The following is excerpted from Chapter 2 of I Took Control: Effective Actions for a Diabetes Diagnosis. William Howell shares his experiences after being diagnosed with Type 2 diabetes. Using his Six Sigma training, he tackled the disease by approaching it as a DMAIC (Define, Measure, Analyze, Improve, Control) project. Click here to read Part 2 of this chapter.
I think the one thing that separated me from most people following a similar diagnosis was my approach. … Most individuals would view this news as an announcement of a disease. I viewed this as a project, in which I was going to modify the outcomes so that they were more in my favor.
Even before my first visit with my internist I knew my basic plan of attack. Some details still needed to be worked out, but there was never any self pity, denial or woe-is-me moments. I was off and running and going to make the best of a less than optimum situation. I wanted to learn all I could, find out what worked or did not and return to a normal existence as soon as possible.
I came to the doctor’s office with a plan for daily blood monitoring; three times per day at predetermined intervals.
I knew that if I was going to follow the diet outlined by my physician, I needed to measure and record what I ate. To provide guidance on my food intake, I purchased a copy of The CalorieKing Calorie Fat & Carbohydrate Counter. This pocket size book contains all the information you need to track estimates on calories, fats and carbohydrates. My 2009 edition is an indispensible [sic] guide for less than $10.
My early record keeping was inadequate, as after a very few days it became apparent that the note pads I was using would not be up to the job. An hour or two on my laptop resolved this issue by producing a new template for food intake monitoring. A copy is viewable as the first form at the end of this chapter. The template would be used to create a daily record of what I ate, when I ate it and the calories, fats and carbohydrate levels that went along with my consumption. All this went into a three ring binder, for storage until the information was entered into my computer for long term storage and analysis. As you will see in upcoming chapters, I took this information and entered it into my computer for graphical presentations and statistical analysis.
A second template was created for a record of daily triple blood glucose tests. This was also used as an intermediate record, until the information could be entered into my computer. It also functioned as a backup in case the on electronic version of the data was lost. A copy of this template is also at the end of this chapter.
The third template I created was for tracking the weekly calibration of my glucose meter. This action is recommended by the manufacturer and I was determined to have the best data available of my improvement efforts. It makes no sense to work with an out of calibration instrument, providing results that are off a little or perhaps even a lot. The blank template is viewable as the third form at the end of this chapter.
Now this may seem like a lot of work. Having to test your blood three times per day, record all that you eat, tally up the numbers vs. your dietary goals is a lot of work. This takes dedication and resolve, but it pays off in the end.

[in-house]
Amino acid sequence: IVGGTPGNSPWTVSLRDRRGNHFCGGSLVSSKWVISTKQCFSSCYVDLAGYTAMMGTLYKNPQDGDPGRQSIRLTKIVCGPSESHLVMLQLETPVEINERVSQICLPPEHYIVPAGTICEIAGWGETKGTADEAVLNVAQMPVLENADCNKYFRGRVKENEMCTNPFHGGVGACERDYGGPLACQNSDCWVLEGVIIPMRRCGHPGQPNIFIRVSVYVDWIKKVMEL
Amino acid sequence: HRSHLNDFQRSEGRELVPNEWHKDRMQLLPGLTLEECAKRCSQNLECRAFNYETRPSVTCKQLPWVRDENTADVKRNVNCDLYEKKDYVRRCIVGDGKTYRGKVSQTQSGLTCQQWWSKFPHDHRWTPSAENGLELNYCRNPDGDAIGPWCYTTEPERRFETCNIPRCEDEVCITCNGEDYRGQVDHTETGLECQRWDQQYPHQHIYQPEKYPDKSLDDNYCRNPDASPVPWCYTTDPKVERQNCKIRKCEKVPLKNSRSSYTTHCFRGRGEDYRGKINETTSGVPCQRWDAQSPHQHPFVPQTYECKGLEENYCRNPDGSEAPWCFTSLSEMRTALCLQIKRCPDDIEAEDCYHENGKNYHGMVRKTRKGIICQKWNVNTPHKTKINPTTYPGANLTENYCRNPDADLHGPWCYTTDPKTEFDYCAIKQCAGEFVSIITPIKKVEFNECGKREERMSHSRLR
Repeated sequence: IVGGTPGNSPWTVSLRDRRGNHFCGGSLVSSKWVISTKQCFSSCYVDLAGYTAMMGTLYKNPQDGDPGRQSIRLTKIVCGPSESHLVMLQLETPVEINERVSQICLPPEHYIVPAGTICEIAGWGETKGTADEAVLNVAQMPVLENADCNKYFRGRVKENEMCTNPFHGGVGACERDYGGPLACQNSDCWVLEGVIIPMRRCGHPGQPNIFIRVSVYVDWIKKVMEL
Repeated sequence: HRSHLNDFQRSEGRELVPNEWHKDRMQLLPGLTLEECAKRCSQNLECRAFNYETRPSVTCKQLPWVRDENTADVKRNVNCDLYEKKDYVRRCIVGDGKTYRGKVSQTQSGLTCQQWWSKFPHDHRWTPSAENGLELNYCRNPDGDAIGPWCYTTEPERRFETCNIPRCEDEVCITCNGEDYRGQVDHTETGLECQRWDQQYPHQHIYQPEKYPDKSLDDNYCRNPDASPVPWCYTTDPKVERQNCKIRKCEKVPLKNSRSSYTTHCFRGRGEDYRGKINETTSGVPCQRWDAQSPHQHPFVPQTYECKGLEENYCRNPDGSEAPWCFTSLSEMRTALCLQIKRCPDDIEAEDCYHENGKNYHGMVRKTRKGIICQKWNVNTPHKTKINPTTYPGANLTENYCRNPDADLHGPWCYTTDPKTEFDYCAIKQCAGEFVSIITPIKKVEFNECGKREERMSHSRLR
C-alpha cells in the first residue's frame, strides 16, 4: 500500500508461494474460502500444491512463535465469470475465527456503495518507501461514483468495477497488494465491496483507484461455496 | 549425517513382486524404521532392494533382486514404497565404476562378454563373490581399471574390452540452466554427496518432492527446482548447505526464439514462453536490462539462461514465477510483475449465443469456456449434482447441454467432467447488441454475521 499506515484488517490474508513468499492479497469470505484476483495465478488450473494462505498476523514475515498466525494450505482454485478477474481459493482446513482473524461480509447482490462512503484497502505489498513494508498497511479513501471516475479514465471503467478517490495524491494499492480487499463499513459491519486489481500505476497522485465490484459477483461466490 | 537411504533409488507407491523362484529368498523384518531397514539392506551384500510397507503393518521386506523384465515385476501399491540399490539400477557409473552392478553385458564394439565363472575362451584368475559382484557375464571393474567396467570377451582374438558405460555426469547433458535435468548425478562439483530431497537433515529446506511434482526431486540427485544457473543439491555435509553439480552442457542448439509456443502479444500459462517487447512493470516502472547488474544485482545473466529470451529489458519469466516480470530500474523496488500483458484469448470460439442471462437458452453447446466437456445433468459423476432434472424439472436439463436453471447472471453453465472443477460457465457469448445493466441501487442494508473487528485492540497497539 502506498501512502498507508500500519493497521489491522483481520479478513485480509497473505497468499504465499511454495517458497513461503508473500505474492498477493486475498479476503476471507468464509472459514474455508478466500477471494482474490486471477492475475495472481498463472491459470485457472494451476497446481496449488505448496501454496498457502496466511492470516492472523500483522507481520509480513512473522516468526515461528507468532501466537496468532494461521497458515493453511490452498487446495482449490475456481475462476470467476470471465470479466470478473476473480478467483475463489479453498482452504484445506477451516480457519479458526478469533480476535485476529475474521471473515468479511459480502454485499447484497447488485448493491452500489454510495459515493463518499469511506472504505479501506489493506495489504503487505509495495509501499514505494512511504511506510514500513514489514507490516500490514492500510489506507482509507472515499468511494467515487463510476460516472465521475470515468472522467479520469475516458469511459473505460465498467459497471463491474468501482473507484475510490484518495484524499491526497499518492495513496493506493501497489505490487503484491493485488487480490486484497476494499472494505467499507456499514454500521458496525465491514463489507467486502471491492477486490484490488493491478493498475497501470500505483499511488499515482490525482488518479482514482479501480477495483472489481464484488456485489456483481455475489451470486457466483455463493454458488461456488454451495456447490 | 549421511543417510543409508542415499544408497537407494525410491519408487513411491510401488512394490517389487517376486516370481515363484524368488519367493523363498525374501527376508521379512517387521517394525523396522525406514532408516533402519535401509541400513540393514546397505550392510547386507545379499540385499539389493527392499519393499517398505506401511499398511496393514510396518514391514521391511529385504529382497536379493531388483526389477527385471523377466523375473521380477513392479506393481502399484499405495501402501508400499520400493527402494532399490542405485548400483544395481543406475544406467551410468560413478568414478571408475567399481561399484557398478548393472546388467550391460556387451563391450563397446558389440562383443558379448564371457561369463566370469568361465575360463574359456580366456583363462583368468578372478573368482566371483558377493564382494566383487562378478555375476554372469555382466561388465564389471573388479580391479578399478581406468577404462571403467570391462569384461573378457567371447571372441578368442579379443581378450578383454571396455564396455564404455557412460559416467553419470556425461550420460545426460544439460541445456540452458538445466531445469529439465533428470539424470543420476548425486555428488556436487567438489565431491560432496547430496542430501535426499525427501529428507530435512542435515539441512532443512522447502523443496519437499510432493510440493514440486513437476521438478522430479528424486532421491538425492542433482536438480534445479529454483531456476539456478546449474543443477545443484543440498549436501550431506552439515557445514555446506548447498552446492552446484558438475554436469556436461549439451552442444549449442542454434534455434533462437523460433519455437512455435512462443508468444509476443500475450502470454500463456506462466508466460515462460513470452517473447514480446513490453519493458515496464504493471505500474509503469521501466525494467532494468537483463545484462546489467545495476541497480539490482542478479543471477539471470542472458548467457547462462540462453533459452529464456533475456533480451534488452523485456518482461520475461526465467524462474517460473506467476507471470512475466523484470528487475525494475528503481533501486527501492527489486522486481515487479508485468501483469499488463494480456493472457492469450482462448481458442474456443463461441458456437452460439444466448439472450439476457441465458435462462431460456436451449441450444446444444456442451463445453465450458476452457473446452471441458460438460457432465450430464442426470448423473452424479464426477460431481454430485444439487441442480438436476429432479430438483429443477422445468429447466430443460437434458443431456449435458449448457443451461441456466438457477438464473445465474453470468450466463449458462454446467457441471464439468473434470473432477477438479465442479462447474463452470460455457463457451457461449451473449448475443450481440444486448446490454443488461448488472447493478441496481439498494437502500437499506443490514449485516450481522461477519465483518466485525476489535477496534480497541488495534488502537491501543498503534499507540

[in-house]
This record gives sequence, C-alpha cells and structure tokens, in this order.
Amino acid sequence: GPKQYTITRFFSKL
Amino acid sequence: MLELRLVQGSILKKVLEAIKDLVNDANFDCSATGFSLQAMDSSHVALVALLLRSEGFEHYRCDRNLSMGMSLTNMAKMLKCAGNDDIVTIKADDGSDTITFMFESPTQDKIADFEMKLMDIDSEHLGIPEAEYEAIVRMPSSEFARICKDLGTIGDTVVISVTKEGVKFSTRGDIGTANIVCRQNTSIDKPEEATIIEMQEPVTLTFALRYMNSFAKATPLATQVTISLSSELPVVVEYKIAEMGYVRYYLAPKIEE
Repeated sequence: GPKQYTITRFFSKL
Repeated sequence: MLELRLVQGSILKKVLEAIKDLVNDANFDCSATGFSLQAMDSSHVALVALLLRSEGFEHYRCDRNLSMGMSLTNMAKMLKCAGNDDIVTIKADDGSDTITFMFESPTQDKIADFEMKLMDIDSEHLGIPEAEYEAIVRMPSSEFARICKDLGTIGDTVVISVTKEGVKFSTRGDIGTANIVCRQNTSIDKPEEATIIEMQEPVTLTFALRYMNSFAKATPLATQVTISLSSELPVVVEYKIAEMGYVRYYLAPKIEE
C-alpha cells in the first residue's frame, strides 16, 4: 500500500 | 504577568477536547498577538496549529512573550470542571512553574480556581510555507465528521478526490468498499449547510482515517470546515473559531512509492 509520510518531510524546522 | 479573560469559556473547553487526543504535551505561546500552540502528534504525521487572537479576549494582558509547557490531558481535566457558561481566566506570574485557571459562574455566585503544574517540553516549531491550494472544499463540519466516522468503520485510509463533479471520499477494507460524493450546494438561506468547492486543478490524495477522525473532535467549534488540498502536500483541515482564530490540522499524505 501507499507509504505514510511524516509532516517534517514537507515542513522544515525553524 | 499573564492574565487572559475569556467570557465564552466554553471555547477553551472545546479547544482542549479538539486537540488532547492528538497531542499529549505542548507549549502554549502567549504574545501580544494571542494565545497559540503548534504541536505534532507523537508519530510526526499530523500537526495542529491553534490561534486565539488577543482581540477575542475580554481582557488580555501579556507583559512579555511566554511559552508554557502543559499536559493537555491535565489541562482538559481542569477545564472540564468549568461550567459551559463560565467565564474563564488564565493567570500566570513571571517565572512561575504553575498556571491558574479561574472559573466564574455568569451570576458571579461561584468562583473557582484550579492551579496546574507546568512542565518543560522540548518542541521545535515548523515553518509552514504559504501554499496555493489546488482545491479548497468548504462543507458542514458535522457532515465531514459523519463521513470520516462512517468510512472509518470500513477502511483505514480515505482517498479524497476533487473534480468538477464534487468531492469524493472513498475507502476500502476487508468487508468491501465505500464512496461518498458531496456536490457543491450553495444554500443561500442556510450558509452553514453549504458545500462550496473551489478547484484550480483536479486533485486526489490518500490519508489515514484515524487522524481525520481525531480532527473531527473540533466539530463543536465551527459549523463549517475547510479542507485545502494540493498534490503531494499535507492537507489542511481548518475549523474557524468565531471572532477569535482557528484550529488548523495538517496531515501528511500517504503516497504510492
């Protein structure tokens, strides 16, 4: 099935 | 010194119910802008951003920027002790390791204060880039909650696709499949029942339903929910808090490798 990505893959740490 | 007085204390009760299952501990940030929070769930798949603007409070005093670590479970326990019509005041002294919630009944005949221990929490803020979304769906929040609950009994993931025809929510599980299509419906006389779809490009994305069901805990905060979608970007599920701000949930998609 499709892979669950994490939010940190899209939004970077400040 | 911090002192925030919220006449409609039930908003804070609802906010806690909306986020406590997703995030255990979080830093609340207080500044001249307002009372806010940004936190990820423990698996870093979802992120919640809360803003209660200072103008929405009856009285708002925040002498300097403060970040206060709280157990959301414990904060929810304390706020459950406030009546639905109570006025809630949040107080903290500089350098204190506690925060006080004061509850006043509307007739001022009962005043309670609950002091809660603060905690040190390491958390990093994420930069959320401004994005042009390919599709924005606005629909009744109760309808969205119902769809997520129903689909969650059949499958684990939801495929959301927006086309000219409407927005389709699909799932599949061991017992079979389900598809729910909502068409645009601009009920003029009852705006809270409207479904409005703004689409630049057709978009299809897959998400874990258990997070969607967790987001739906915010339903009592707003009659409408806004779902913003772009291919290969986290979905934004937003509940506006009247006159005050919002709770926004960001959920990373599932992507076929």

Motivation came from several sources, the principle one being self motivation. I wanted to do this, as I am a numbers junkie. All that I was doing is an extension of my work life. I even planned to use these outcomes as training aides in classes I taught on Six Sigma methods.
The other motivation came back in a call from my physician with the results of my blood work. The principle test physician’s use for evaluating a person’s status relative to diabetes is the Hemoglobin HbA1c test. For future reference, we will shorten this to just the A1c test. There are two noteworthy conditions surrounding this test. The first is that it represents a long term average level of health of your blood. Blood cells in your body are replaced completely every 90-120 days. So this test is performed just once per quarter. Secondly, in layman’s terms the A1c test measures the percentage of red blood cells that have sugar molecules attached to them. The typical range for this test result is 3.8% to 6.9%. The decision rule is if your result is less than 7%, you are non-diabetic. Results 7% or greater provide evidence for a diagnosis of being diabetic. My very first A1c test result was dangerously high at 15.3%.
Recently, I reviewed Center for Disease Control data collected as part of their 2006 National Health and Nutrition Examination Survey. In a survey of over 6400 individuals, exactly one person had a higher A1c test result than mine. Getting these results in line was my first priority.
After my first visit to my physician I was placed on a daily regiment of one 500 mg tablet of Metformin. I elected to take the pill just prior to breakfast each morning. After two weeks I had a second visit with my doctor scheduled, to review my progress. From my data it was apparent that one pill was inadequate. Therefore, my intake was increased to two 500 mg pills per day. I took one pill in the morning before breakfast and another in the evening just before dinner. Surprisingly, as the weeks turned into months, there were times I had difficult remembering if I took my pills or not. Now I understand why those little seven day pill boxes were invented. A few dollars invested in a convenient reminder ensured that my pills were taken in a consistent fashion.
With these few tools, I had my plan in place and started living my new lifestyle.